“We’ll work with the AFL on this but the exemption that was given last night still stands,” she said.

The Berejiklian Government today declared thousands of city dwellers won’t be allowed to travel beyond metropolitan Sydney with a range of restrictions imposed after NSW recorded several new COVID-19 cases following a “super-spreader event”.

Premier Gladys Berejiklian said restrictions are “effective immediately” for Greater Sydney, the Central Coast, Blue Mountains, Wollongong and Shellharbour.

The so-called Bondi cluster stood at 31 today after an unvaccinated Sydney airport limousine driver last week tested positive to the highly infectious Delta variant, which quickly started spreading at Bondi Junction’s busy Westfield shopping centre.

“Please abandon non-essential activities, please don’t attend social gatherings unless you absolutely must,” Berejiklian said today.

“I am not going to rule out further action.”

Residents who live or work in the City of Sydney, Waverley, Randwick, Canada Bay, Inner West, Bayside, and Woollahra local government areas cannot travel outside the metropolitan area unless it’s absolutely essential.

The metro area is defined as the Hawkesbury/Nepean River in the north/north west and the outer boundaries of the City of Penrith, Camden Council, the City of Campbelltown and Sutherland Shire.

“We don’t want the virus to spread to the regions,” Berejiklian said.

NSW recorded 10 locally acquired cases to 8pm on Tuesday, seven of which were already announced.

An additional 13 cases were reported after 8pm, which will be counted in Thursday’s official tally. Four of these cases are currently unlinked to existing cases.

Overall, there have been 16 new cases, taking the total number of infections to 31, from 21 on Tuesday.

Under the new restrictions, household visitors are limited to five people, including children, and masks are now compulsory in non-residential indoor settings – including workplaces – and at outdoor events.

Masks must also be worn to gym classes, which limited to 20 people.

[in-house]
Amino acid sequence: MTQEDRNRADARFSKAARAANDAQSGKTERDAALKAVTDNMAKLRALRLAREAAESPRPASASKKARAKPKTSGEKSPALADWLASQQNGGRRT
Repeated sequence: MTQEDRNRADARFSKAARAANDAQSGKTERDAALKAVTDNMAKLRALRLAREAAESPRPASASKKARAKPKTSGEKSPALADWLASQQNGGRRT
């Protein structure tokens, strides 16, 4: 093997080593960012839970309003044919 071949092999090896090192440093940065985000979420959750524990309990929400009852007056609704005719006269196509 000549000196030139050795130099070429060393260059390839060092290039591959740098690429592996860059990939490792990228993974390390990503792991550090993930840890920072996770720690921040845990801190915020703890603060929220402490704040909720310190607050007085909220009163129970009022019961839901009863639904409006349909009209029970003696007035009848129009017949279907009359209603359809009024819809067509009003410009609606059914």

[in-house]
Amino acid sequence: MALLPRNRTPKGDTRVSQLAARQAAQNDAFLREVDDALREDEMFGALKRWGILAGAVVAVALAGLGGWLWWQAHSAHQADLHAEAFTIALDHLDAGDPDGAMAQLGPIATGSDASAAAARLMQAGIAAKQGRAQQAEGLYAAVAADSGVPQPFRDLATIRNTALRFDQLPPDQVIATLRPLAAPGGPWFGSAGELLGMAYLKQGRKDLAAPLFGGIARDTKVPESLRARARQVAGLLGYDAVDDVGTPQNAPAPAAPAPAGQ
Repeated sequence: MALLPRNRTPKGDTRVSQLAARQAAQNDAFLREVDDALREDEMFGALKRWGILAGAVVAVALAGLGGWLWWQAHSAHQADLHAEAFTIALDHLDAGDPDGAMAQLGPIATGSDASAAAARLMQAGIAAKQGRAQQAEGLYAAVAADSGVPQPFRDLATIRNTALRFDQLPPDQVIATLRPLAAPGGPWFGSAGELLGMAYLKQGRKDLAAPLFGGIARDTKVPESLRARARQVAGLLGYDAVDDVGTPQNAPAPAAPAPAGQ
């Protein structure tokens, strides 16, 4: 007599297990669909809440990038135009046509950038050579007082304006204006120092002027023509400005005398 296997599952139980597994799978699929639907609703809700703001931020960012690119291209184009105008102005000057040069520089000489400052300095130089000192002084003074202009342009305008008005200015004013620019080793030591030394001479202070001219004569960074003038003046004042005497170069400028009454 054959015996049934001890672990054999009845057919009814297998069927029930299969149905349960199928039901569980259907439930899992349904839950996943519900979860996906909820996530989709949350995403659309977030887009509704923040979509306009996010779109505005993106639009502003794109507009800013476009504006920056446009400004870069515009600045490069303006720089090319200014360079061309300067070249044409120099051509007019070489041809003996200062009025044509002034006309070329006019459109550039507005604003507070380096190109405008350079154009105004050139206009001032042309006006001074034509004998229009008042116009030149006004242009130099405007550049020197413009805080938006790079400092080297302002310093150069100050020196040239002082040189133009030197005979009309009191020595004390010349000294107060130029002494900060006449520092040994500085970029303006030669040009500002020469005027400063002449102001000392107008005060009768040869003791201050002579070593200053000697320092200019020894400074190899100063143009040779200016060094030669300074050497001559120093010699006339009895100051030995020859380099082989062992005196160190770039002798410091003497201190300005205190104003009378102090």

More than 44,000 tests were completed in the 24 hours to 8pm on Tuesday.

Eight of the 13 cases confirmed overnight had attended a birthday party attended by about 30 people in West Hoxton on Saturday, which NSW Chief Health Officer Dr Kerry Chant described as a “super spreader event”.

She warned there were people “unknowingly” infected in the community.

An asymptomatic worker from Bondi Junction went to the party as did a father and a daughter.

The child then went to her childcare centre 60km southwest of Sydney’s CBD on Monday.

Little Zak’s Academy Narellan Vale confirmed it had been closed for deep cleaning.

When asked how this outbreak differed from the one in Sydney’s Northern Beaches area late last year, Chant said this cluster involved the Delta variant of the virus and while a retail environment was usually a low-risk setting, the speed of transmission was “particularly concerning”.

“We saw close contact but it would be the inadvertent contact you would have in retail settings that we would not have suspected transmission could happen as objectively,” Chant said.

Meanwhile, three NSW Nationals MPs who all attended a Paddington pizzeria on Monday night are among those testing and isolating after being contacted by NSW Health.

The spike in infections is a blow for the state with school holiday plans now in tatters.

Just two days before public schools break for two weeks, Queensland followed Victoria and New Zealand by imposing bans on travellers from much of Sydney.

-with AAP